As Muslim jihadis, mobs and regimes terrorized Christians and others throughout the world of Islam, in the West, institutions—from governments to grade schools—empowered and praised Islam, often at the expense of Christians.
U.S. President Barack Obama described the idea of giving preference to persecuted Christian refugees as “shameful”— even though helping persecuted refugees is what America has always been doing and much of what it is about. “That’s not American. That’s not who we are. We don’t have religious tests to our compassion,” Obama admonished. Unfortunately for the president, statistics were soon released indicating that “the current [refugee] system overwhelmingly favors Muslim refugees. Of the 2,184 Syrian refugees admitted to the United States so far, only 53 are Christians while 2,098 are Muslim.” So, although Christians are 10% of Syria’s population—and possibly the most persecuted group—only 2% of the refugees entering America are Christian.
Adding to the confusion, Republican presidential candidate Jeb Bush falsely claimed that Syrian President Bashar Assad “executes Christians.” In reality, not only have Christian minorities long been protected under the secular regime of Assad — himself a member of a religious minority — but many Christian refugees who fled the jihad in Iraq went to Assad’s Syria for sanctuary.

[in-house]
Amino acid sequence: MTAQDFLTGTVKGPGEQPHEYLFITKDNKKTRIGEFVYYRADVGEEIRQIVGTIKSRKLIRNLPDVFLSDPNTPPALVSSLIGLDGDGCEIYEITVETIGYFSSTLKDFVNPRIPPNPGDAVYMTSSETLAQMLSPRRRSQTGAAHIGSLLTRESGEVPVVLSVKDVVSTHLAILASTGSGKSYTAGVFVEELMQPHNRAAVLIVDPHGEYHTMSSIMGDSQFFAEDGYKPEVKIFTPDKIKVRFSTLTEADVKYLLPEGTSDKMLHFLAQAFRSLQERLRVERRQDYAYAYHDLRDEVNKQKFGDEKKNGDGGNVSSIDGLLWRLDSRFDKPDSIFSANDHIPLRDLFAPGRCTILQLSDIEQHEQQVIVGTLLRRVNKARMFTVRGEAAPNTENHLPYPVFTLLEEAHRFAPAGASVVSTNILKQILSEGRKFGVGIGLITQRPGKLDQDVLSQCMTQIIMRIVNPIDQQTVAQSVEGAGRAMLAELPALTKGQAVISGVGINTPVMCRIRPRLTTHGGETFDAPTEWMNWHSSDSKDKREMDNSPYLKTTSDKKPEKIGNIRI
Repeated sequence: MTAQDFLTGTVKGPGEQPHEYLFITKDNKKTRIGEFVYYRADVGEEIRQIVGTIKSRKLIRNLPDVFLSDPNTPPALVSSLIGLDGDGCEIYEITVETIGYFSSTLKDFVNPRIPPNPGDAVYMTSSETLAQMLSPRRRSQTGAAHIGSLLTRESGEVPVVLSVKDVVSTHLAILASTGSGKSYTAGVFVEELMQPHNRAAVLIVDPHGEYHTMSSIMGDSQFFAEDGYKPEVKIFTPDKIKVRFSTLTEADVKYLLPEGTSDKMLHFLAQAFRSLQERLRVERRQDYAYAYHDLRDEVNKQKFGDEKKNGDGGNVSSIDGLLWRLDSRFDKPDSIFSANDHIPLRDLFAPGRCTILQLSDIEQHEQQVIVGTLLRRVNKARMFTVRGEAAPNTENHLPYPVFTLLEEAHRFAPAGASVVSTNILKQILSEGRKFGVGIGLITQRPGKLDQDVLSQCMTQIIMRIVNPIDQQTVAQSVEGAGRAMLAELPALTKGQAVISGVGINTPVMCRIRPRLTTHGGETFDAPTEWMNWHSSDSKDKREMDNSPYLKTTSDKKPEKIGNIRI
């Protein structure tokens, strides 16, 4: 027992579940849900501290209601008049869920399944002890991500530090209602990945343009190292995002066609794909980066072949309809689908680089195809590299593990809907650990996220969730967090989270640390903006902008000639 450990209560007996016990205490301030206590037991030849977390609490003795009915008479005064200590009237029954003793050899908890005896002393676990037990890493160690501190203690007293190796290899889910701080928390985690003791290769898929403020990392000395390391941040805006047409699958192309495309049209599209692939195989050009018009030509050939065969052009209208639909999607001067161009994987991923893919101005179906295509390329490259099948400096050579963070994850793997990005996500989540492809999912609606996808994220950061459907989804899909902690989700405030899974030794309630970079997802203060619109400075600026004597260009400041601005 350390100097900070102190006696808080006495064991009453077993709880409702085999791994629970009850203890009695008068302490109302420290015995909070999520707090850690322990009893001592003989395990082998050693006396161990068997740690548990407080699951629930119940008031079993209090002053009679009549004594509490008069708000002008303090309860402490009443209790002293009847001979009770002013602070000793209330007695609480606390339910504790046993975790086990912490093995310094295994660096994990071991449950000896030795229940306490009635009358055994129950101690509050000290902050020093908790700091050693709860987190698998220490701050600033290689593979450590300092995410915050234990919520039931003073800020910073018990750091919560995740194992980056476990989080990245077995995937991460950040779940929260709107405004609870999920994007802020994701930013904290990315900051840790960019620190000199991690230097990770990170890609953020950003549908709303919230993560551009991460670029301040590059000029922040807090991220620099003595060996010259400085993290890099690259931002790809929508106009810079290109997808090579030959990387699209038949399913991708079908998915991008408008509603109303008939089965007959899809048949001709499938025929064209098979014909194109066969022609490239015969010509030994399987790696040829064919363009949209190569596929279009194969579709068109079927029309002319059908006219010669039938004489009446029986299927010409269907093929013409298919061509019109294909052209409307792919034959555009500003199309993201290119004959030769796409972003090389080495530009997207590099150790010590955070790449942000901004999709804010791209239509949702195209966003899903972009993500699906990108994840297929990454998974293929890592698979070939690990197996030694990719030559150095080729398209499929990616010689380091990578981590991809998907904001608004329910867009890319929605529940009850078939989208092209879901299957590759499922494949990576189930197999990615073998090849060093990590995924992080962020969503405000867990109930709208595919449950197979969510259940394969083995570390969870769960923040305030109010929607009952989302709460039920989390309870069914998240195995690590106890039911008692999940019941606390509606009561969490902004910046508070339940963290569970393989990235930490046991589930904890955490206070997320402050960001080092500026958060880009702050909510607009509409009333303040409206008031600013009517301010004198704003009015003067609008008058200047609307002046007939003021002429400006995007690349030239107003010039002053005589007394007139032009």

Accordingly, the head of the Syrian Catholic Church, Mar Ignace Youssif III Youan, in a November interview, accused Western governments of “perpetuat[ing] the endless conflict in Syria” and of having “betrayed the Christians of the East. We explained from the beginning that our situation was different from that of other nations in the region, they were not listened to. And now we mourn deaths over the past five years….It’s a shame that the West has abandoned Christians to this situation.”
Less than a week after jihadis murdered 130 people in Paris, Hillary Clinton asserted that Muslims “have nothing whatsoever to do with terrorism.”
The same pro-Islamist, anti-Christian spirit floated through some Western schools. In the United Kingdom, Pupils at Oldknow Academy were reportedly led in “anti-Christian chants” in assemblies which were “like a rally” with a “plainly divisive” attitude.” According to theBirmingham Mail, Asif Khan, a Muslim teacher, led pupils, shouting, “We don’t believe in Christmas, do we?” and “Jesus wasn’t born in Bethlehem, was he?” Children were also asked to shout: “Do we send Christmas cards? No!” and “Do we celebrate Christmas? No!” Khan denies the claims.
However, Ann Connor, an education advisor contracted to work for Department for Education who had earlier visited the school, said, “I found the school to be extraordinary. There was an element of fear.” A female staff member was said to be “frightened of Mr. Khan.” And a parent complained of the “increasing Islamic ethos in the school.”